You take your skills to the other mechanics universes and conquer them too, tweaking your response in just the right way to see you through.

But there are a few challenges which seem beyond you. You try again and again and somehow never succeed. You get close – but it's never close enough. The darkness is too overwhelming and you meet with failure every single time. No, no, fuck no!

But wait. My lord, you have a cunning plan!

You go to Twitter and ask the two guys who were gushing about the game an important question. Did they finish Starseed Pilgrim? Because, after all, if they didn't it means they're full of shit! Play this game! It's awesome! But humanly impossible!

Cool. You've found the escape pod. Relief ripples through your over-stretched mental muscles. You're not trapped any more. Take that, game. Take that, Droqen. Take that, Take That.

You invite their confession. You are ready for their truth.


Oh man. The truth hurts.


That “yes” feels so denigrating, three letters of sneer. Today, you are nothing. Embrace your fate.

Again, try again. Again. Again. Try again. Failed. Try again. If at first you don't succeed, try a million times again. Don't worry about the entropic heat death of the universe, it can't possibly take that long. You'll get there eventually. So there's no super mechanic but all roads lead to Rome. Just hope you're not on the longest possible shittiest road to Rome.

Keep the faith. Keep trying. Keep devoting the hours. God is in the code.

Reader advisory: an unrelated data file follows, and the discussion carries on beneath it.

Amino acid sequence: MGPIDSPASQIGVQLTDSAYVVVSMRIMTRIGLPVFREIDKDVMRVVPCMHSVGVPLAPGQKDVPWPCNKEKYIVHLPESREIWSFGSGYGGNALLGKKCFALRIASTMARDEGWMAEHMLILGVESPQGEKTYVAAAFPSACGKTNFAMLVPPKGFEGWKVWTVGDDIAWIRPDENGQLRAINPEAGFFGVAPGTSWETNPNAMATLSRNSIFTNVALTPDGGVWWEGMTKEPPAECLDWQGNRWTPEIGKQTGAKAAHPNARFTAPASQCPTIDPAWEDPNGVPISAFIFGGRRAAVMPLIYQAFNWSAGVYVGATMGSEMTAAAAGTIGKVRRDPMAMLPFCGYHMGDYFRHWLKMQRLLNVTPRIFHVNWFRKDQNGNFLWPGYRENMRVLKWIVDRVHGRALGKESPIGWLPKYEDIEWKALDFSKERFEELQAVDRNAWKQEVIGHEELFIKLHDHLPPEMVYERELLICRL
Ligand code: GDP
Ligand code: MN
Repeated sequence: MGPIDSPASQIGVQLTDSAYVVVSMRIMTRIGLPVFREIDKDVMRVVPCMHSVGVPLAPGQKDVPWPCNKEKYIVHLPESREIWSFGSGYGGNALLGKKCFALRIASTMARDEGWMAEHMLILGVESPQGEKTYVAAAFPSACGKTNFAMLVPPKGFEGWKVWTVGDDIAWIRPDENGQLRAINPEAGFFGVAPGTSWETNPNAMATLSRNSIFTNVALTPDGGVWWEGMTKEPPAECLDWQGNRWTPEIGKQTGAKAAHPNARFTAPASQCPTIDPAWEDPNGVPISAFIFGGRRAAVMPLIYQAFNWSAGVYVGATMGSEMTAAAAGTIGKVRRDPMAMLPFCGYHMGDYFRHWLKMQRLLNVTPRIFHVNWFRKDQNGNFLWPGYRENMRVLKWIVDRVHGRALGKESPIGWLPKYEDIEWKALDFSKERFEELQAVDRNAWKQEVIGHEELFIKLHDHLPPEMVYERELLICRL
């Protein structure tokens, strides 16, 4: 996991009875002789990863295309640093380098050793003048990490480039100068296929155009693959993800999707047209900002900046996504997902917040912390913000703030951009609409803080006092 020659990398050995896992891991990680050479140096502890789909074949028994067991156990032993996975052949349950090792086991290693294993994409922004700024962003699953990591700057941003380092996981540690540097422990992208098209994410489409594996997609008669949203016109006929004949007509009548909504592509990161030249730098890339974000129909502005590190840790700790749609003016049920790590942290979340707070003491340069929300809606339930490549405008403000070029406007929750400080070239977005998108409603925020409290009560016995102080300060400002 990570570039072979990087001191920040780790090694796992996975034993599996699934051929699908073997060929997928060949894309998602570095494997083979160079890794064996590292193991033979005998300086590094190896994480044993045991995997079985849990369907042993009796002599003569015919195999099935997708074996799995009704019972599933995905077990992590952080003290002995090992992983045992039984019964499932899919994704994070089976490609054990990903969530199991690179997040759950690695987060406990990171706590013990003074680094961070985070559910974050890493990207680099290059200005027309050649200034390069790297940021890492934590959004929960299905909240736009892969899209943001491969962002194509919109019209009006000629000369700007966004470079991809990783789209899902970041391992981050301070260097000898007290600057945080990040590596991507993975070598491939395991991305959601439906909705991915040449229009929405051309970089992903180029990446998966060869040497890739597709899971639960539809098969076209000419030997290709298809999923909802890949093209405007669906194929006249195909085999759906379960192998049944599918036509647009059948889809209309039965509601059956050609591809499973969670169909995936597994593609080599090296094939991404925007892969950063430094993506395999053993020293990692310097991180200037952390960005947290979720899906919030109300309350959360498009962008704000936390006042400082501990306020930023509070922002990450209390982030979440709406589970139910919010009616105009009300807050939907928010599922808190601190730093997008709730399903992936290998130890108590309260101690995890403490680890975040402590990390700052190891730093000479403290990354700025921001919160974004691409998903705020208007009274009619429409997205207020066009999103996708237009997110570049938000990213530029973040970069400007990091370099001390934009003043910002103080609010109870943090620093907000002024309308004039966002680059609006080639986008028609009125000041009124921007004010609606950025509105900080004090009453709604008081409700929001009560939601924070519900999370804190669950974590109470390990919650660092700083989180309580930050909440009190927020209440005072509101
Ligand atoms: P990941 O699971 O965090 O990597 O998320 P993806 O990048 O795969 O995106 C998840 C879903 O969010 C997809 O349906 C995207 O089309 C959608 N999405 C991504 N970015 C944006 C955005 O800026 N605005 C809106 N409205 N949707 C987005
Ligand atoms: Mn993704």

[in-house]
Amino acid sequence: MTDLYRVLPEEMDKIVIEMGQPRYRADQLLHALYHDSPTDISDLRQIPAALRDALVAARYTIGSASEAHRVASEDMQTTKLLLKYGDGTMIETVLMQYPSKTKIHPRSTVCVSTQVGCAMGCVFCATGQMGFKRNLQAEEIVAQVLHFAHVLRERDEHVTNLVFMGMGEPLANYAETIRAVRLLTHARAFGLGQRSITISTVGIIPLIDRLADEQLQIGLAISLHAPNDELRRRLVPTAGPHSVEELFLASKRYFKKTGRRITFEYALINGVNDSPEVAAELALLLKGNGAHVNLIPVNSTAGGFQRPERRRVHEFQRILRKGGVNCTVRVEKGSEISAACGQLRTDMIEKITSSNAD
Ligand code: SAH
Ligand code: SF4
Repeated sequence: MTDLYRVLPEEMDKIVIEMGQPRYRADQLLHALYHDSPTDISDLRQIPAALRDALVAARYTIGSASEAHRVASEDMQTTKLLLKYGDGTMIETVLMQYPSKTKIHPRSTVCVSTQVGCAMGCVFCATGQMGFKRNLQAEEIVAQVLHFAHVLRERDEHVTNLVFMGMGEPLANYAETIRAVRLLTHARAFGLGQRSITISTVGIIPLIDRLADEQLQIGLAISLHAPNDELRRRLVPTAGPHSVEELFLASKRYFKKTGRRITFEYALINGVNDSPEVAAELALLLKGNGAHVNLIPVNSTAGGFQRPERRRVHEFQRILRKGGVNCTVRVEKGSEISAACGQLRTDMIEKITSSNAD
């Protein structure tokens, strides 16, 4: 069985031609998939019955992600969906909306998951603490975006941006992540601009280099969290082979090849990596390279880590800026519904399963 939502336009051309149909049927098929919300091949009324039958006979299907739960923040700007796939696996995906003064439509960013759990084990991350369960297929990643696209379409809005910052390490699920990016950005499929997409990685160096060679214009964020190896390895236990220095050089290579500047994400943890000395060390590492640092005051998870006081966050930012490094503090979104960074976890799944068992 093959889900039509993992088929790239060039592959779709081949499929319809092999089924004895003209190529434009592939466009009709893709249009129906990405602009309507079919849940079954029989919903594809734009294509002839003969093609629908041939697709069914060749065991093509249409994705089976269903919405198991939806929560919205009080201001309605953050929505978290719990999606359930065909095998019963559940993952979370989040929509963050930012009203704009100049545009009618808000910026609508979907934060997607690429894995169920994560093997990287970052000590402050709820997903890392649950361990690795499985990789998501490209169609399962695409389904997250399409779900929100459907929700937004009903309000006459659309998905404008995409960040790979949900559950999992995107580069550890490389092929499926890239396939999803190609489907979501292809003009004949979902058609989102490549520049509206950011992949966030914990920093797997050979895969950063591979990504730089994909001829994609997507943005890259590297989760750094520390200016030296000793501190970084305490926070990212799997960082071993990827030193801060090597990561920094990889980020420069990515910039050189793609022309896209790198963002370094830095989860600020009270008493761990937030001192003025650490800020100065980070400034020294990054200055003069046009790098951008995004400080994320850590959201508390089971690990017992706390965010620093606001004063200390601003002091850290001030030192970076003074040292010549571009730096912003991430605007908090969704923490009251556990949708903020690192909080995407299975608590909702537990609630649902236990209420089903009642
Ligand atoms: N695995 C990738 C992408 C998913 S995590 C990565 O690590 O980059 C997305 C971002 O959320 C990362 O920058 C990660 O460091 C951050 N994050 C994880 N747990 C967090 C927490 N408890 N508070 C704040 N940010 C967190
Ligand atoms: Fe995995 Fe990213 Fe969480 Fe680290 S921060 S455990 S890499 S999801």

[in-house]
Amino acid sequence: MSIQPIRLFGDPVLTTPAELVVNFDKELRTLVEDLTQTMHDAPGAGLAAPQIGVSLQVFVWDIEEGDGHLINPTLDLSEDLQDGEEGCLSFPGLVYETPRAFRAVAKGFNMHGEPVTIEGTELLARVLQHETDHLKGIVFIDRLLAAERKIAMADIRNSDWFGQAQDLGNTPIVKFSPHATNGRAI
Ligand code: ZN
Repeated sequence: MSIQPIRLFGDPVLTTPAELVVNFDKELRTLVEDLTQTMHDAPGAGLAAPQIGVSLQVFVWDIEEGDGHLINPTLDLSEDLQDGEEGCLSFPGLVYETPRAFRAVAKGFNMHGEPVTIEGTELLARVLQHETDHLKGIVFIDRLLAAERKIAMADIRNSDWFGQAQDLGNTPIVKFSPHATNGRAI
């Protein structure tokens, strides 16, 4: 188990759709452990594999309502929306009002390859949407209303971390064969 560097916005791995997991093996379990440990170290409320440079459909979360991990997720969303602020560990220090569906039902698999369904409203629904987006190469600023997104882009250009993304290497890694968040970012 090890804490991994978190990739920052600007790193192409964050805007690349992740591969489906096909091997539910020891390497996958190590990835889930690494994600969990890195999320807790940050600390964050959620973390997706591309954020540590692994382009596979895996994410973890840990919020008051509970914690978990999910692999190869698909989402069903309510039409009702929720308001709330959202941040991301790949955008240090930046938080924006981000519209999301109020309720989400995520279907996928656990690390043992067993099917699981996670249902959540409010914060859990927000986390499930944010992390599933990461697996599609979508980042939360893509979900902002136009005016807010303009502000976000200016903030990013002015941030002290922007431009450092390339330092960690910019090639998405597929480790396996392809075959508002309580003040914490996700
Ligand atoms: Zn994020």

And suddenly: let there be light.


Starseed Pilgrim, nominated for this year's IGF award for Excellence in Design, can be purchased directly from Droqen or via Steam.

Next week: A many-splendoured fully-spoilered analysis of Starseed Pilgrim.

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Posted by Joel Goodwin

Electron Dance Highlights

Comments (61) Trackbacks (2)
  1. Metro! Metro! Metro! It’s just so awkward and wonderful. Like an acne’d, brooding, teen genius. I hear that it’s better if you play the game in Russian with subtitles, so you might want to try that. Oh, and lemme know what you think about the library section.

    I’ve avoided this comment thread for a while now. 30 comments? 46? 50? “Looks like work,” I said. And god knows that Richard, no doubt, left 5 essays in here for me to tread through. But, lucky me! Five minutes and I’m caught up.

    I’ve always found it annoying when an author (blogger, writer, drawer-person) misses their own deadlines and makes bountiful excuses to their audience. The missed updates are fine; it’s the explanations that bug me. I’m probably the only person who thinks that though.